Danielle Evans on Mrs. Dalloway, Black Vaudeville, and Nella Larsen’s Quicksand
Rapid-fire book recs from the author of The Office of Historical Corrections
Welcome to the Book Marks Questionnaire, where we ask authors questions about the books that have shaped them.
This week, we spoke to the author of The Office of Historical Corrections (out tomorrow in paperback), Danielle Evans.
Book Marks: First book you remember loving?
Danielle Evans: I mean, the very first book I remember loving was a picture book about a lion. Some of the pages had a circle cut out in the middle so that you could put your own face into the book and roar like a lion.
BM: Favorite re-read?
DE: Mrs. Dalloway.
BM: A book that blew your mind?
BM: Last book you read?
DE: I reread Sister Carrie this week because I’m teaching it.
BM: A book that made you cry?
DE: Bright Dead Things by Ada Limón.
BM: What book from the past year would you like to give a shout-out to?
DE: The Final Revival of Opal & Nev by Dawnie Walton.
BM: A book that actually made you laugh out loud?
DE: How to Leave Hialeah by Jennine Capó Crucet.
BM: What’s one book you wish you had read during your teenage years?
DE: Quicksand by Nella Larsen. I think there would have been both reassurance and a lesson in Helga Crane running all over the world trying to run away from herself.
BM: Favorite book to give as a gift?
DE: Lucille Clifton’s collected poems.
BM: Classic book you hate?
DE: I’m afraid that giving my most honest answer here would get me into too much trouble so I’m keeping my mouth shut! I’m not going to be the Twitter main character of the day! Instead can I talk about a book I thought I hated? When I first read it, I thought I hated Romeo & Juliet. I hated it so much it made me suspicious of the whole Shakespeare project, though I had to give him credit for Julius Caesar and Hamlet.
It had been taught to us a great romance, and it’s a terrible romance! But then I heard someone talk about it as a book in which the romance is supposed to feel a little ridiculous and the tragedy is teenagers dying over obsessive and fleeting infatuation in a toxic landscape where everyone, adults included, is making terrible choices and I reread it, and I got it. It was a reminder to learn to separate whether, when I’m annoyed with a book, I’m reacting to the book or to something said about the book or something the book has been forced into representing.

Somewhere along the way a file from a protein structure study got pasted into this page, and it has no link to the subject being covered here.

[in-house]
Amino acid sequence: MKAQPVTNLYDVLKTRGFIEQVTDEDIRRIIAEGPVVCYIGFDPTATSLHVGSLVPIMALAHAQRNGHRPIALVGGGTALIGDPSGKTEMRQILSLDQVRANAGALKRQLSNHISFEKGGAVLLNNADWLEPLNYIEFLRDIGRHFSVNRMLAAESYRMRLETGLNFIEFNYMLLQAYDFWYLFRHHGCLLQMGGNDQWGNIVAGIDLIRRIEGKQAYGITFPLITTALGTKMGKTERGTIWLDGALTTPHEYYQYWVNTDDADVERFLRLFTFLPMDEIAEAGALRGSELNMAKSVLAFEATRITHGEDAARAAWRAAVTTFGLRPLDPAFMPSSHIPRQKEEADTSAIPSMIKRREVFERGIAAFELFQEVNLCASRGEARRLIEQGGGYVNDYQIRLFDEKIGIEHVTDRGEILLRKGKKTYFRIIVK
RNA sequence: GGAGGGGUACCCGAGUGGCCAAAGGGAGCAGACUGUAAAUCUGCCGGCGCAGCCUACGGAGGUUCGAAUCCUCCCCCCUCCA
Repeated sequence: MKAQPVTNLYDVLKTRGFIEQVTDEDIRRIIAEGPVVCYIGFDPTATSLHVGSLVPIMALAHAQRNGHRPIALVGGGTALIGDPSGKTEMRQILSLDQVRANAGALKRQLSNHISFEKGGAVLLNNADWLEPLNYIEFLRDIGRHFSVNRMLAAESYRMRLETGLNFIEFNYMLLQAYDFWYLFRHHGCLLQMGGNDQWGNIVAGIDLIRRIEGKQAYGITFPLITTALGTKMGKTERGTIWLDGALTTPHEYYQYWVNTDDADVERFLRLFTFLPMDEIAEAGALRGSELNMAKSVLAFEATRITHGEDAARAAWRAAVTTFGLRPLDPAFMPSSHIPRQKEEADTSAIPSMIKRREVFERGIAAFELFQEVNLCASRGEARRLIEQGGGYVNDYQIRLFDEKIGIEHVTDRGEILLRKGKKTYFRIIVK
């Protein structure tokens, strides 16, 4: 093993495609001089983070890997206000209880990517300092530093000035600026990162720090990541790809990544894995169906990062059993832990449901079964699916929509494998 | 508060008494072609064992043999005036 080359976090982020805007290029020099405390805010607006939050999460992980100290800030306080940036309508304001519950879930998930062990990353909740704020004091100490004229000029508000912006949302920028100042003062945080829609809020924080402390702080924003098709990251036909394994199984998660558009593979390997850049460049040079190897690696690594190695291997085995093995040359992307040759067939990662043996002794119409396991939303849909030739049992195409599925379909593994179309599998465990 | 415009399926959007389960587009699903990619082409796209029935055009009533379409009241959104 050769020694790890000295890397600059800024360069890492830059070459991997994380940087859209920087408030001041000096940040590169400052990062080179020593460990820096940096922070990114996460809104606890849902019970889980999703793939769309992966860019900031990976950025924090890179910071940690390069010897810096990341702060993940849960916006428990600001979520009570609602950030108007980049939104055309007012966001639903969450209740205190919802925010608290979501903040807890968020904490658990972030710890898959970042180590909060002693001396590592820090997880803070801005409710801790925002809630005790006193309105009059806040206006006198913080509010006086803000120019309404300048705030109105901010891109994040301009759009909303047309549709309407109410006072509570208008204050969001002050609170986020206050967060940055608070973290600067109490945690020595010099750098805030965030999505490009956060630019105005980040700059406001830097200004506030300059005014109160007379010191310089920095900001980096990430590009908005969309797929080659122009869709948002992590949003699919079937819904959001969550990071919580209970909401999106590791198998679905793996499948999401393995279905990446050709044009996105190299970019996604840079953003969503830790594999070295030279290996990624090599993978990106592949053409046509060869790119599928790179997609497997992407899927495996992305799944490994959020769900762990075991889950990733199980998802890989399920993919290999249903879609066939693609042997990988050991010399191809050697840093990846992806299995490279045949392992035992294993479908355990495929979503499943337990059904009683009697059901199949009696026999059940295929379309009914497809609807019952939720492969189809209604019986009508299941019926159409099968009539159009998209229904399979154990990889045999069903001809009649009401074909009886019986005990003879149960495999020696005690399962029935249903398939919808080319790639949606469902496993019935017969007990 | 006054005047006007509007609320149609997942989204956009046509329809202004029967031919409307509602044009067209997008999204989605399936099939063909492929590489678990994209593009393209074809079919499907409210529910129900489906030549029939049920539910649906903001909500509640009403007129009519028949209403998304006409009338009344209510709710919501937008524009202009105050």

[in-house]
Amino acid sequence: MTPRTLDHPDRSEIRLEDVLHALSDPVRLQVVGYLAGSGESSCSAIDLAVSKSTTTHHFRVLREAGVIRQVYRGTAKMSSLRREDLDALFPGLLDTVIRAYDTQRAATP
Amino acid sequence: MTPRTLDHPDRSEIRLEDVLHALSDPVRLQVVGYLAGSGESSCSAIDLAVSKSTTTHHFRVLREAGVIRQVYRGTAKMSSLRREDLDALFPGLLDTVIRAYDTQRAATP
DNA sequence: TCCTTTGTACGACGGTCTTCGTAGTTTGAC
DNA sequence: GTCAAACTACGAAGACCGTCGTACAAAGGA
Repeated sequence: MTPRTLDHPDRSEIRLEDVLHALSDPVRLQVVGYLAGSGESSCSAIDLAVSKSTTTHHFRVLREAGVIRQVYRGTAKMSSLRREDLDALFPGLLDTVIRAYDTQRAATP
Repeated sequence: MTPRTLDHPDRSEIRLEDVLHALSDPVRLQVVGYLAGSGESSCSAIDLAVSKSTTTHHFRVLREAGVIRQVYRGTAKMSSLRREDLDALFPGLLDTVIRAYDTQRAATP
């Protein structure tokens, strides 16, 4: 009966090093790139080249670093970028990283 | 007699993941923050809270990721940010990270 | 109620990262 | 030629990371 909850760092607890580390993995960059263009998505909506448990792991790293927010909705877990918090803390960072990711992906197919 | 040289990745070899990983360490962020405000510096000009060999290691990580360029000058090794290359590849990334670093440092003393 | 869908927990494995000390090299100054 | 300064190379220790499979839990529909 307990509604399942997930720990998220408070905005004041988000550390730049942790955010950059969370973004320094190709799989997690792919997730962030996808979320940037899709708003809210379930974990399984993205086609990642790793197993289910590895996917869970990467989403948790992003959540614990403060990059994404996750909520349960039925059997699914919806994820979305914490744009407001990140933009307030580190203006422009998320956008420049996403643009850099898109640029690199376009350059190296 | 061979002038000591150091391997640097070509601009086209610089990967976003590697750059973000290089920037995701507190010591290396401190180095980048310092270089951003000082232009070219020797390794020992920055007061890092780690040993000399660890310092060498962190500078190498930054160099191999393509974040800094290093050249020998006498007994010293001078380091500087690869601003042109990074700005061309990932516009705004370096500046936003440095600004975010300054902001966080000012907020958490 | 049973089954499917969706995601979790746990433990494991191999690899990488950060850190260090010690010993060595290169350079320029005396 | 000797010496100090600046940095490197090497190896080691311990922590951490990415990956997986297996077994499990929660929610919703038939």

BM: Classic book on your To Be Read pile?
DE: Anna Karenina.
BM: Favorite book no one has heard of?
DE: This question is so fraught! People sometimes tag me when they’re shouting out one of my books as an answer to this question, and it’s like thank you, but also excuse me? I’ll go with a book by someone who is no longer with us to have their feelings hurt: Charles Chesnutt’s The Wife of His Youth.
BM: Favorite book you were assigned in high school?
BM: Book(s) you’re reading right now?
DE: I’m reading a nonfiction book called Waltzing in the Dark by Brenda Dixon Gottschild along with some other work on Black vaudeville performers.
BM: Favorite children’s book?
BM: Book you wish would be adapted for a film/tv show?
DE: Pachinko by Min Jin Lee.
Danielle Evans is the author of the story collections The Office of Historical Corrections and Before You Suffocate Your Own Fool Self, winner of the 2021 Joyce Carol Oates Prize, the PEN America PEN/Robert W. Bingham prize, the Hurston/Wright Legacy Award, and the Paterson Prize, and a National Book Foundation 5 under 35 honoree. Her stories have appeared in many magazines and anthologies, including The Best American Short Stories. She teaches in The Writing Seminars at Johns Hopkins University.
Danielle Evans’ The Office of Historical Corrections is out tomorrow in paperback from Riverhead